Max was smart, too. If we said “get your ball,” he would start searching the house for it and eventually find it. At that point he’d either start dribbling it or bring it to us and push it against our legs, only to not let us have it.

Sometimes when we took him on walks, we went to quiet locations where we could use the long leash. That way, he’d get a little more freedom and room to run. Due to his obsession with chasing squirrels and attacking other dogs (which is why our neighborhood dogs won’t miss him and his unfriendly behavior), we could never let him completely off-leash, except in our back yard. During the “free” walks with the long leash, one of us would walk a distance away and then fall to the ground while calling Max’s name. Max would then come running toward the person on the ground at full speed (the person holding the leash would either let go or try and keep pace). As soon as Max got to whichever one of us was on the ground, he’d nose dive into the grass, usually body slamming the person on the ground in front of him, and then start rolling around on his back, tearing out clumps of grass with his teeth and claws. Jay called it “the flop.”

Then there was his barking. Yes, it was loud and intimidating. But I don’t think anyone was witness to the breathless bark. Usually this happened when he woke up out of a sound sleep to bark at something. He’d bark until he ran out of breath and his bark became a whisper. Sometimes the bark would even start out a little hoarse, likeĀ  your voice might when you first wake up. It would take a couple rounds for him to reach his full potential. One time in particular, he stood up and barked so many times in a row that he ran out of breath. Or maybe his breath decided to come out the other end, because he immediately farted. And it was loud. He then proceeded to look back toward his rear in accusation. How dare you steal my thunder!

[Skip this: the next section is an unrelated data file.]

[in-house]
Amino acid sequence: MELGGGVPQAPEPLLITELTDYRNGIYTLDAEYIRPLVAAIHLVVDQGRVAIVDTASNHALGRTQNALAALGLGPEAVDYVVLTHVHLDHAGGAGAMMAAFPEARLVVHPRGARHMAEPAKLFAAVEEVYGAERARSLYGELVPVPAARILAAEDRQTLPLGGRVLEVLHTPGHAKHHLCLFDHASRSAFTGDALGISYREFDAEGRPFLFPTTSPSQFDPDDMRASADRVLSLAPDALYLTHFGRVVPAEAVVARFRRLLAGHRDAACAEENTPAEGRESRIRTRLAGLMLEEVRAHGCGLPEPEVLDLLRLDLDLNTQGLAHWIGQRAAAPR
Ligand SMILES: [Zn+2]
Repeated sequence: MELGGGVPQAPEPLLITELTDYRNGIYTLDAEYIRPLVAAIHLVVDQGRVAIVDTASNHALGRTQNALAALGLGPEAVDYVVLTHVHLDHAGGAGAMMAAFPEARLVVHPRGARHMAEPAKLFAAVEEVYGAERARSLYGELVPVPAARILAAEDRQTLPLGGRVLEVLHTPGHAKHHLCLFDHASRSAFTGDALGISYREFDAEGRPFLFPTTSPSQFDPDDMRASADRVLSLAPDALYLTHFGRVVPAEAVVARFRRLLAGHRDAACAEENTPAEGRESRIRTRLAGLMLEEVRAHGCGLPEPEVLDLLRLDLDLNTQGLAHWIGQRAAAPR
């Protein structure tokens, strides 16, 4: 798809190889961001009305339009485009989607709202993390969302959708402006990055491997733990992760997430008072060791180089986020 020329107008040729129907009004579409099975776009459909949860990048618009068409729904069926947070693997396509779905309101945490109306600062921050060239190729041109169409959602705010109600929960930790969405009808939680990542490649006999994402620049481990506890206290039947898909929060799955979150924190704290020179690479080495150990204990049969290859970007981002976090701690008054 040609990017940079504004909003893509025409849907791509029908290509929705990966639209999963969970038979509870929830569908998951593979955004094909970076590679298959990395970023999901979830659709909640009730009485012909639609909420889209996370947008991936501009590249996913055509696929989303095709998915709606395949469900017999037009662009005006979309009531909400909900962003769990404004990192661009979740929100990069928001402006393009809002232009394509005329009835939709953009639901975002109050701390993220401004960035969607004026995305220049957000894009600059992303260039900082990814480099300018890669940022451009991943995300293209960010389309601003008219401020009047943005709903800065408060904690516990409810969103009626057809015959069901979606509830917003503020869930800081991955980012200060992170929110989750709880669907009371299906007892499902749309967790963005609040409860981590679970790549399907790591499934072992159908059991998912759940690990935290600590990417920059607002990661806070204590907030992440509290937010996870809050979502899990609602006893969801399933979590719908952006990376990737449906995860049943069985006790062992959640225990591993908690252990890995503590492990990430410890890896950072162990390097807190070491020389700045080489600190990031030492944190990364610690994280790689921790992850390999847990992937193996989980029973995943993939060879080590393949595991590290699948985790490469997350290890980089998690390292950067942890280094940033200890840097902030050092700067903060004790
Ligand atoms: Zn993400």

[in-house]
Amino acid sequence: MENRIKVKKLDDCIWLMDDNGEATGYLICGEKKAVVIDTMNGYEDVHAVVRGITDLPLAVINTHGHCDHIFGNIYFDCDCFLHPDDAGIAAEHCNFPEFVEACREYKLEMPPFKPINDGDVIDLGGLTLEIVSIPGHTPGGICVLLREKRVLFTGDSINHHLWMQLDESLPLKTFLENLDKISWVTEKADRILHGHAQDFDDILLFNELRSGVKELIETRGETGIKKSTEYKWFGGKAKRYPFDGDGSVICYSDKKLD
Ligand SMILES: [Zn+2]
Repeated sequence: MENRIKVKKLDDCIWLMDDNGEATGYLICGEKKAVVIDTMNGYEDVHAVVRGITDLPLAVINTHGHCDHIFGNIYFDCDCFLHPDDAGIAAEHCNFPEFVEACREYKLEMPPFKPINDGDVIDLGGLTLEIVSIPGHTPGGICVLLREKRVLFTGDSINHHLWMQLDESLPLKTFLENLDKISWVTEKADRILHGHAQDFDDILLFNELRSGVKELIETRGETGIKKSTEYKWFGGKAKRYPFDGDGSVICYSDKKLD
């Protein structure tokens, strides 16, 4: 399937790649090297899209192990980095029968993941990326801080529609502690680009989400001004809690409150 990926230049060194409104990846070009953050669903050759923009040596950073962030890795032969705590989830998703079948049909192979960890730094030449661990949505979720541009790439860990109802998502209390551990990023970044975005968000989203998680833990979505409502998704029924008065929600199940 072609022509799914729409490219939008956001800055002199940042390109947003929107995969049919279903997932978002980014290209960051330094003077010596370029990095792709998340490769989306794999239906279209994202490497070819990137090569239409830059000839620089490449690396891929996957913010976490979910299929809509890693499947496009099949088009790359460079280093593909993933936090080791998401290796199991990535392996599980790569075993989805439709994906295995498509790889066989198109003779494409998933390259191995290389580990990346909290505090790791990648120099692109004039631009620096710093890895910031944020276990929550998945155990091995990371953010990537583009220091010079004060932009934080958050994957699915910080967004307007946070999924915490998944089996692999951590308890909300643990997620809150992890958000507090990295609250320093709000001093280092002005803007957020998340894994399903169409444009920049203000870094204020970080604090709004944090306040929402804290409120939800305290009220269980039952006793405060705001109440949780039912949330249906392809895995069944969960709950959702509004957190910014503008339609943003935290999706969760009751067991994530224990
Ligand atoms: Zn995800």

Last summer we took Max camping for one night. We slept on an air mattress and Max slept on his bed on the floor of the tent. Sometime after 5 a.m., Max decided the air mattress was the place to be, and he awkwardly stumbled over the mattress and plopped down full-length right between us, his back to me and his legs stretched out and pushing against Jay. There he stayed, snuggling between us and taking up most of the bed, until the air mattress became just plain mattress.

Every time we changed the sheets on our bed at home, Max was right there to stretch out on the comforter.

Max was polite as well. He’d look back at us during walks to make sure we were still there. He’d always let us walk through the baby gate before him. And any time I’d refill his water after he finished what was in the bowl, he’d bring his nose up to mine as a thank-you before he resumed drinking.

Those are just a few random memories off the top of my head. Max was a sweet and funny oaf who was loved by every person who met him. I have to assume he’s in doggy heaven, itch-free, magically able to get along with other dogs and romping around with them.

R.I.P. Boopie!